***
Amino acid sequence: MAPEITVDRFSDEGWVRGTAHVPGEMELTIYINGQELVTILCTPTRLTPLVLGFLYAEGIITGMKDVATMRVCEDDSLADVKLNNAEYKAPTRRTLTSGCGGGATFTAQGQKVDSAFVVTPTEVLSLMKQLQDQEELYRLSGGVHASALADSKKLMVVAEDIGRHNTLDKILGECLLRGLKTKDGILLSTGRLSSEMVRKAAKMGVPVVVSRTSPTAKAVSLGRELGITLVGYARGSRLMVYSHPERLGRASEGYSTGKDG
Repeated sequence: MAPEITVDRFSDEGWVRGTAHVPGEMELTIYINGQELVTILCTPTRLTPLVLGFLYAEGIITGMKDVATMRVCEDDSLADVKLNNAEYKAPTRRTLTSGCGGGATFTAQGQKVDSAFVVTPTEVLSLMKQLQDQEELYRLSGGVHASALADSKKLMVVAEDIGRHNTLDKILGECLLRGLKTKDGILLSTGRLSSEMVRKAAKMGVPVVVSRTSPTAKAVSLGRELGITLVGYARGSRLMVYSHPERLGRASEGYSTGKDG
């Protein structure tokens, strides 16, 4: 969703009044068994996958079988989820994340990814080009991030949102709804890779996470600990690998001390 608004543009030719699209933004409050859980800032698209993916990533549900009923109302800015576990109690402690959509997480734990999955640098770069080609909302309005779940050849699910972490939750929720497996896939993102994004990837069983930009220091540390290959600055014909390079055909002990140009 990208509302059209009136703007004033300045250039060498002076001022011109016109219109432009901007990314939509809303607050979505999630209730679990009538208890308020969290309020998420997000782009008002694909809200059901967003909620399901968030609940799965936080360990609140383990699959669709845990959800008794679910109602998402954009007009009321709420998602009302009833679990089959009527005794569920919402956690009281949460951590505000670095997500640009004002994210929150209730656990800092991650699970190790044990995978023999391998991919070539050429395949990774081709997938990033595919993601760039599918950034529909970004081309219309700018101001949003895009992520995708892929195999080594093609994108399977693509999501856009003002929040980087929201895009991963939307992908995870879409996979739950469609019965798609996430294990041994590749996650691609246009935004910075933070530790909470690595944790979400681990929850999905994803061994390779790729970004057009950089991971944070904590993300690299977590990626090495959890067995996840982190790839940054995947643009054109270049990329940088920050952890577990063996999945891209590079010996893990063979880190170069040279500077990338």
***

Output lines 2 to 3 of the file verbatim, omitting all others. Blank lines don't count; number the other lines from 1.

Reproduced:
Repeated sequence: MAPEITVDRFSDEGWVRGTAHVPGEMELTIYINGQELVTILCTPTRLTPLVLGFLYAEGIITGMKDVATMRVCEDDSLADVKLNNAEYKAPTRRTLTSGCGGGATFTAQGQKVDSAFVVTPTEVLSLMKQLQDQEELYRLSGGVHASALADSKKLMVVAEDIGRHNTLDKILGECLLRGLKTKDGILLSTGRLSSEMVRKAAKMGVPVVVSRTSPTAKAVSLGRELGITLVGYARGSRLMVYSHPERLGRASEGYSTGKDG
């Protein structure tokens, strides 16, 4: 969703009044068994996958079988989820994340990814080009991030949102709804890779996470600990690998001390 608004543009030719699209933004409050859980800032698209993916990533549900009923109302800015576990109690402690959509997480734990999955640098770069080609909302309005779940050849699910972490939750929720497996896939993102994004990837069983930009220091540390290959600055014909390079055909002990140009 990208509302059209009136703007004033300045250039060498002076001022011109016109219109432009901007990314939509809303607050979505999630209730679990009538208890308020969290309020998420997000782009008002694909809200059901967003909620399901968030609940799965936080360990609140383990699959669709845990959800008794679910109602998402954009007009009321709420998602009302009833679990089959009527005794569920919402956690009281949460951590505000670095997500640009004002994210929150209730656990800092991650699970190790044990995978023999391998991919070539050429395949990774081709997938990033595919993601760039599918950034529909970004081309219309700018101001949003895009992520995708892929195999080594093609994108399977693509999501856009003002929040980087929201895009991963939307992908995870879409996979739950469609019965798609996430294990041994590749996650691609246009935004910075933070530790909470690595944790979400681990929850999905994803061994390779790729970004057009950089991971944070904590993300690299977590990626090495959890067995996840982190790839940054995947643009054109270049990329940088920050952890577990063996999945891209590079010996893990063979880190170069040279500077990338």